A. Misra, J.
1. The revision is directed against an order declaring that member-1st Party who is Opposite Party No. 1 is entitled to possession of the disputed lands and ordering restoration of possession to him in a proceeding under Section 145, Cr. P. C. Opposite Party No. 1 filed a petition on 22-1-1968 before the learned Magistrate alleging that while he was in cultivating possession of the disputed lands, they were attached by the police on 17-10-1964 and prayed for restoration of possession. On the learned Magistrate directing the police for a report, the officer-in-charge of the police station in his report dated 4-3-1966 informed the learned Magistrate that he had already submitted a report to start a proceeding under Section 145, Cr. P. C. on 29-10-1964. The learned Magistrate apprehending breach of the peace, passed a preliminary Order under Section 145, Cr. P. C. and parties were directed to file theft written statements, documents and affidavits.
Member-Slid Party (Opposite Party No. 2) did not contest the case nor file any written statement or other documents. The present petitioner filed his written statement, documents and affidavits. So also, Opposite Party No. 1 filed certain documents and five affidavits, besides his written statement. On a consideration of these documents and affidavits, the learned Magistrate passed the impugned order.
2. The contentions, in this revision, advanced for the petitioner are that (1) the learned Magistrate's order is without jurisdiction as if has been found that Opposite Party No. 1 was not in possession of the disputed lands either on the date of the preliminary order which was passed on 11-4-1966 or (nor?) was forcibly and wrongfully dispossessed from the said lands within two months preceding the date of the preliminary order and (2) the learned Magistrate was not justified in passing the preliminary order on 11-4-1.966 on the basis of a police report dated 29-10-1964 after lapse of such a long time.
3. For disposal of this revision, it is not necessary to consider the second contention, as in my opinion, the first contention of petitioner must prevail. It is not disputed that Opposite Party No. 1 was not in possession of the disputed lands either on the date of the preliminary order, i.e., 11-4-1966 or at any time within two months preceding that date. According to Opposite Party No. 1 and the finding of the learned Magistrate, the dispossession had taken place as early as 1964. It is, however, contended for Opposite Party No. 1 that he cannot be deemed to have been dispossessed in 1964, because his actual dispossession was due to the police restraining him from entering upon the lands. The learned Magistrate relied on a decision of this Court reported in : AIR1954Ori183 and observed that in this particular case, even though the cause of action arose on 17-10-1964, the delay in passing the preliminary order was due to the late receipt of the P. R. by the Court,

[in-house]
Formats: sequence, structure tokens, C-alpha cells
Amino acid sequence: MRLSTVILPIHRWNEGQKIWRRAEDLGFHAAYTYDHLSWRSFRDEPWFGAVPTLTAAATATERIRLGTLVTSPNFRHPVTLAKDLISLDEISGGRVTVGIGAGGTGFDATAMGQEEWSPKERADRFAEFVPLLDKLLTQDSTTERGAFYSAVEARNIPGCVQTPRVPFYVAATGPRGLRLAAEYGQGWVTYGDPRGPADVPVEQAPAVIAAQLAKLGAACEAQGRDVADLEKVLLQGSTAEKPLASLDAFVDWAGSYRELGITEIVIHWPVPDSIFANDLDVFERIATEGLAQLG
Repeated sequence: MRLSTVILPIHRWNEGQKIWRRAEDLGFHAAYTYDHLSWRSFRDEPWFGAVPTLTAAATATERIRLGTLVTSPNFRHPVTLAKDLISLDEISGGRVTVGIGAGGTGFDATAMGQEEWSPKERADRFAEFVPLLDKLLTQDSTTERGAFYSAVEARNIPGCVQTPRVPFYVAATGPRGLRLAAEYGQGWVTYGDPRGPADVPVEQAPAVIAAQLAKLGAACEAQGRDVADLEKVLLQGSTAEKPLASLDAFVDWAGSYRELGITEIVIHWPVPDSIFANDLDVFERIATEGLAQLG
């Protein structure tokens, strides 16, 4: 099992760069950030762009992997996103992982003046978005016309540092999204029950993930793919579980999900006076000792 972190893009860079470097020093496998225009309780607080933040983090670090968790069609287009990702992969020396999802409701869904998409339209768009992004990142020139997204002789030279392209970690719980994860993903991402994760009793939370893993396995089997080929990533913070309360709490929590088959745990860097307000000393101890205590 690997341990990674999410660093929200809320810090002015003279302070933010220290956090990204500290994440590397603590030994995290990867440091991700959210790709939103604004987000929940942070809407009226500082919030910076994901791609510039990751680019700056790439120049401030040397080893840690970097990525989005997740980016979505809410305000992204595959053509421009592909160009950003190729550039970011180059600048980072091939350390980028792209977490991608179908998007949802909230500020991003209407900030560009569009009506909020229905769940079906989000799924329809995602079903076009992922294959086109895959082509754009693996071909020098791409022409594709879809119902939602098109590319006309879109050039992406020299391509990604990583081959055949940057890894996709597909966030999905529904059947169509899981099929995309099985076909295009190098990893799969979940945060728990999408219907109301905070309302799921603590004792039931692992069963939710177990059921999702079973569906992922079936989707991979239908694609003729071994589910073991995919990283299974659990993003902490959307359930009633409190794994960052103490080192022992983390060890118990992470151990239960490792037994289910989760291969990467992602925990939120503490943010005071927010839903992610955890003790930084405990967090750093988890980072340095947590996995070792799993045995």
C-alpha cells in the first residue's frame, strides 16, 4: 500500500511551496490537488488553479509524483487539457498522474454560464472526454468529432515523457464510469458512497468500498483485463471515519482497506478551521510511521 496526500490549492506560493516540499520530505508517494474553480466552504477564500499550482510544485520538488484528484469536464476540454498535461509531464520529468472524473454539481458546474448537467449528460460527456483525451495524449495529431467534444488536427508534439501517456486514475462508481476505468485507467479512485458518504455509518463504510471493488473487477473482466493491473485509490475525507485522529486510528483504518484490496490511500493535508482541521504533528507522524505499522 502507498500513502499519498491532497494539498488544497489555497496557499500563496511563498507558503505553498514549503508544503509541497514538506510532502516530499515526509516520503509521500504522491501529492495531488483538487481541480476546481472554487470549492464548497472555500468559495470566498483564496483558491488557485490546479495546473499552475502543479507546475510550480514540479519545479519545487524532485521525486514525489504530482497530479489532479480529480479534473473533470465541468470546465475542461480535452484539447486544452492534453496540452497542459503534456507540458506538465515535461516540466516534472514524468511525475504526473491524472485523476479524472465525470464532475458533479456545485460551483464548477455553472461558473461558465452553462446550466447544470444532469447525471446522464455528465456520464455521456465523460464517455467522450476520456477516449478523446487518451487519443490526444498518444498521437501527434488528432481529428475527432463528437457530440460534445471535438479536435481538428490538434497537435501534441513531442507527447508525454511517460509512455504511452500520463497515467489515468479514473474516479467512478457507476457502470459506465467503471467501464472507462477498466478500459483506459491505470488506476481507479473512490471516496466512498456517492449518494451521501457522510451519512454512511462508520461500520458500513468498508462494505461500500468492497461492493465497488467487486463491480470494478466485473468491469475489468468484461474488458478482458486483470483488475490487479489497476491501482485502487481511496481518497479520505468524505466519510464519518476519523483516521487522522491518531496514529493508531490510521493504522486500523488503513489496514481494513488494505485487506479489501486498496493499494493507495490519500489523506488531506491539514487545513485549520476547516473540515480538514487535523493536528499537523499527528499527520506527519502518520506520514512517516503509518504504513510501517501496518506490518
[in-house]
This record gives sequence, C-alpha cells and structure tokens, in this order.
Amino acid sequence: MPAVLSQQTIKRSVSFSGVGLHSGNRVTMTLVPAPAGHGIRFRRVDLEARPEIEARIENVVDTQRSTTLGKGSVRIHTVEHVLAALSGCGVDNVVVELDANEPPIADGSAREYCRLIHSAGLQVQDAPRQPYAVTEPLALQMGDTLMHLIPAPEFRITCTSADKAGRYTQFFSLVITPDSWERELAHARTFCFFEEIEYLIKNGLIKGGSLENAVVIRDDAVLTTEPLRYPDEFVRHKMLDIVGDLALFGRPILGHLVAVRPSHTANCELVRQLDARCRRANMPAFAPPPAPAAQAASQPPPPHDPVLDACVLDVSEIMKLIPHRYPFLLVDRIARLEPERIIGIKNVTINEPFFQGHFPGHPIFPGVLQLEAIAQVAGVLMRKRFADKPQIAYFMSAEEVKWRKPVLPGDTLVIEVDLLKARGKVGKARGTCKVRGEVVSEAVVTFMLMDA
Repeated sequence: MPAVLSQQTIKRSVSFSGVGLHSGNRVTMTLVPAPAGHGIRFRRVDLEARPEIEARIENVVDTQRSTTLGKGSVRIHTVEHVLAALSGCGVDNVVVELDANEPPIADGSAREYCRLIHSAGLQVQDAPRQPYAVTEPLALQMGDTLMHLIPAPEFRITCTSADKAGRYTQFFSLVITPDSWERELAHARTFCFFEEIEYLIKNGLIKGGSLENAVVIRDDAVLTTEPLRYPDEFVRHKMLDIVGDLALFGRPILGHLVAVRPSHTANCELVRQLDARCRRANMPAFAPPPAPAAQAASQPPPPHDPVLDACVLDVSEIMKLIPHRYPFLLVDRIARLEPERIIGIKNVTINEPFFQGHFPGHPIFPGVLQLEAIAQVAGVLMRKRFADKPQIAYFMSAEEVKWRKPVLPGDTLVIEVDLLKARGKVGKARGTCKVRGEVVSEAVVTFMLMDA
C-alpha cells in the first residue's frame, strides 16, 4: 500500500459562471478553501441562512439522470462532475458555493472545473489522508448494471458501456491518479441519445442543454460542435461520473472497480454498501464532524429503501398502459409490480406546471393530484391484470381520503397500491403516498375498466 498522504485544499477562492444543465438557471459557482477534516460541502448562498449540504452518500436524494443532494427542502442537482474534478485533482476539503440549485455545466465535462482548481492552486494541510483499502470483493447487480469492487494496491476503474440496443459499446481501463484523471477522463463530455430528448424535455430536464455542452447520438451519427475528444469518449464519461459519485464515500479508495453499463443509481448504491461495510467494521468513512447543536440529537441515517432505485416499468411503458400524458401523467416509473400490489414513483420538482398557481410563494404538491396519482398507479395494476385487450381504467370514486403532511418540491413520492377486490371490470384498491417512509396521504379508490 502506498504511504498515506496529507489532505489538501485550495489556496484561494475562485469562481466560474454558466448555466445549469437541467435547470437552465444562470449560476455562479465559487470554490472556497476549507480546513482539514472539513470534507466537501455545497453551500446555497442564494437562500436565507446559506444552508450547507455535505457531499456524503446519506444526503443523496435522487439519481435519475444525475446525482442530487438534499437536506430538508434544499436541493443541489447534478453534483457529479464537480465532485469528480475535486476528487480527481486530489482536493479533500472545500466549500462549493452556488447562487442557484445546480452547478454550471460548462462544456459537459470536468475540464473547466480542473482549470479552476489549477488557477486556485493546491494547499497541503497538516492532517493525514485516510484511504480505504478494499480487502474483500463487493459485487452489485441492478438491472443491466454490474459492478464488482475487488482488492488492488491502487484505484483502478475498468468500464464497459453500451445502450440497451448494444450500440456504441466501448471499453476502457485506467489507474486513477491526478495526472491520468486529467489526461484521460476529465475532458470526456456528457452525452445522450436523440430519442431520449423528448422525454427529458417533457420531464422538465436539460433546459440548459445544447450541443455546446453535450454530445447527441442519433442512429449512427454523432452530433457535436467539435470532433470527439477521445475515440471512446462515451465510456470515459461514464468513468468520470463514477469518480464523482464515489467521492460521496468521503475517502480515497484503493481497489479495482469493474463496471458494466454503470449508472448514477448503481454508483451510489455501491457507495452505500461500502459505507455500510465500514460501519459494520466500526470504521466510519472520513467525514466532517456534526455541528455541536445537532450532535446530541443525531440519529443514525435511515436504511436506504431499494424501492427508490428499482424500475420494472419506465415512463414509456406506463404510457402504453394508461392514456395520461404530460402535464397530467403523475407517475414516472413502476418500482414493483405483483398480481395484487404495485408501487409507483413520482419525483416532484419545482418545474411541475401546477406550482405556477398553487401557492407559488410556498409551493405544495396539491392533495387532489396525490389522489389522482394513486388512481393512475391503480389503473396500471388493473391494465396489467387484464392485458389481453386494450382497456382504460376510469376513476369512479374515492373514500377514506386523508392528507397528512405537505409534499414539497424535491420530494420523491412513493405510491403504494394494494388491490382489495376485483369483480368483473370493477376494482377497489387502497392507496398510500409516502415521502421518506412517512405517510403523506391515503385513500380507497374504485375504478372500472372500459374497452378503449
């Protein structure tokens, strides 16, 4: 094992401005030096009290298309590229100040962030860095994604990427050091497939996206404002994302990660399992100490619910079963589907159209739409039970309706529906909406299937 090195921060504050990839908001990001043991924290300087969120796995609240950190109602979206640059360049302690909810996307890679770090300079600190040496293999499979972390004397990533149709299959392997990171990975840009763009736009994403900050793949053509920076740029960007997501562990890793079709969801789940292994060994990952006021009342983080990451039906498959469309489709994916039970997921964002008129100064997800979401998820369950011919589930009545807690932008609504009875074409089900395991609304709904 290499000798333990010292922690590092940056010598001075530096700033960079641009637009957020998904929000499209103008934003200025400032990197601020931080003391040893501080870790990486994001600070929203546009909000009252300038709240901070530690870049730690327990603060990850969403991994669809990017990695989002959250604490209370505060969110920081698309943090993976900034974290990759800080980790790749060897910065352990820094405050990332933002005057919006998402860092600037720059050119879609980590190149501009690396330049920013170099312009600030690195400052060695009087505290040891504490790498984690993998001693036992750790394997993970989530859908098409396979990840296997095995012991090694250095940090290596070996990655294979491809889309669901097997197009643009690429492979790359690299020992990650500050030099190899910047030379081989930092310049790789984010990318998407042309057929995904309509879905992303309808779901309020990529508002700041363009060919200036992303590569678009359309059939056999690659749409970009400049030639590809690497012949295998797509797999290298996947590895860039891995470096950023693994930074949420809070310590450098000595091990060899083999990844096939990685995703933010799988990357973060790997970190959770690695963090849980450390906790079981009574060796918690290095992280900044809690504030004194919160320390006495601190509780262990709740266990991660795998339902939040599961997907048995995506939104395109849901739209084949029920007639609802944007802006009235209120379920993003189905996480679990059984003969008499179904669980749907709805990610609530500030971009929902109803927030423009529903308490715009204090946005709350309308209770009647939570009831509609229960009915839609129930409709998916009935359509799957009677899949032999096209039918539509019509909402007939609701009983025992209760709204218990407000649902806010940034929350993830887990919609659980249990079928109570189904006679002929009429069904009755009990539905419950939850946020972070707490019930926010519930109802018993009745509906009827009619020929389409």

The question of jurisdiction of a Magistrate in a proceeding under Section 145, Cr. P. C., came up for consideration before a Division Bench of this Court in the decision reported in : AIR1958Ori153 Gangadhar Singh v. Shyam Sundar Singh, The existing divergent views were examined and it was observed:
Merely by filing a petition for preventive action under Section 145 or reporting the matter to the police, a party is not relieved from taking any further steps to persuade the Magistrate to draw up a proceeding, If there was delay due to local enquiry or otherwise in drawing up the proceeding, a party will not be permitted to take the date of his petition or the date of his reporting the matter to the police; to be the starting point for computation of the period of two months for the purpose of applying proviso (2) to Section 145(4), Cr. P. C. The delay in such a case is due to the failure of the party to satisfy the Magistrate about such apprehension of breach of the peace and not due to the Magistrate.
4. In the present case, what has transpired is that the matter was reported to the police in 1964 when disturbance to possession is said to have occurred. Thereafter, till 21-1-1966, 1st Party did not take any steps to move or persuade the Magistrate to draw up a proceeding. It is only on 22-1-1966 that he filed a petition oft which the learned Magistrate called for a report from the police and was informed that a report had already been submitted to him on 29-10-1964. If the party had shown due diligence and proved to the satisfaction of the Magistrate by moving a petition before him or otherwise, a proceeding could have been started within two months of the alleged dispossession. As has been held in the aforementioned decision, the delay in this case was mainly due to the laches of the party and not due to the Magistrate, as it was necessary for him to be satisfied before he initiated the proceeding. When, admittedly, therefore, 1st party was out of possession since October 1964, the learned Magistrate clearly erred in declaring him to be in possession either by construing that he will be deemed to have been in possession on the date of the preliminary order or deemed to have been forcibly and wrongfully dispossessed within two months preceding that date. In these circumstances, as the petitioner must beheld to have been in possession of the disputed lands since more than two months prior to the date of the preliminary order, is possession should be maintained until evicted in due course of law.
5. In the result, the revision is allowed and the impugned order passed by the learned Magistrate is set aside.